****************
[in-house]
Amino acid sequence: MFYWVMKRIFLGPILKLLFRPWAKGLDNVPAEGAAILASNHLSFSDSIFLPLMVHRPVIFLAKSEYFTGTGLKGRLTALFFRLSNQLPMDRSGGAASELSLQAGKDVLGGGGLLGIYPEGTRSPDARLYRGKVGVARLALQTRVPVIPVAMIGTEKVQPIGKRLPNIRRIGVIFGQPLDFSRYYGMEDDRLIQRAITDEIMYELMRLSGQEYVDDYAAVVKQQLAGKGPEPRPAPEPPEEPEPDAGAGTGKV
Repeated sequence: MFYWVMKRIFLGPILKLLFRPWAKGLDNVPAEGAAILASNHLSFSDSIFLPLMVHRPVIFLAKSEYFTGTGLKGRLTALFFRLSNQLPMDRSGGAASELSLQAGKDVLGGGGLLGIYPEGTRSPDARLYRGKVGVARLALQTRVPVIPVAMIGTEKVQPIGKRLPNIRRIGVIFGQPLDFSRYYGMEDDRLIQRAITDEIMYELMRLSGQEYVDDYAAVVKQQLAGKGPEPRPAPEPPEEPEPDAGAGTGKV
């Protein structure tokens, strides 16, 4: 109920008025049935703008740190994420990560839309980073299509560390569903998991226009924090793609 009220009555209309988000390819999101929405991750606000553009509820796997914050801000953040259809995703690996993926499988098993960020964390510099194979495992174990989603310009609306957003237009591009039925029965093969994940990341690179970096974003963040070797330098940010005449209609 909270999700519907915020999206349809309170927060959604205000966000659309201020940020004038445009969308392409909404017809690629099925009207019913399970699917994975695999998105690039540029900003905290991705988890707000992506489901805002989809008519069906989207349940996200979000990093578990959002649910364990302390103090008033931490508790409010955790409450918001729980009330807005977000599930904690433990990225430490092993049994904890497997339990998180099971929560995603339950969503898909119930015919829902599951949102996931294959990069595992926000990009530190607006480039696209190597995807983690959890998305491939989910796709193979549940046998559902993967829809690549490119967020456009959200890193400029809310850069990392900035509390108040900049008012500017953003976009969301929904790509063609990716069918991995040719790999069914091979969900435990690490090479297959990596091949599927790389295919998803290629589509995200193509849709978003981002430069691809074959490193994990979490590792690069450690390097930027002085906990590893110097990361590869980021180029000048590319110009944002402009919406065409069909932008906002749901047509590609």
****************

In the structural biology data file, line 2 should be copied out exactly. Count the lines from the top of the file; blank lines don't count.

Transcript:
Amino acid sequence: MFYWVMKRIFLGPILKLLFRPWAKGLDNVPAEGAAILASNHLSFSDSIFLPLMVHRPVIFLAKSEYFTGTGLKGRLTALFFRLSNQLPMDRSGGAASELSLQAGKDVLGGGGLLGIYPEGTRSPDARLYRGKVGVARLALQTRVPVIPVAMIGTEKVQPIGKRLPNIRRIGVIFGQPLDFSRYYGMEDDRLIQRAITDEIMYELMRLSGQEYVDDYAAVVKQQLAGKGPEPRPAPEPPEEPEPDAGAGTGKV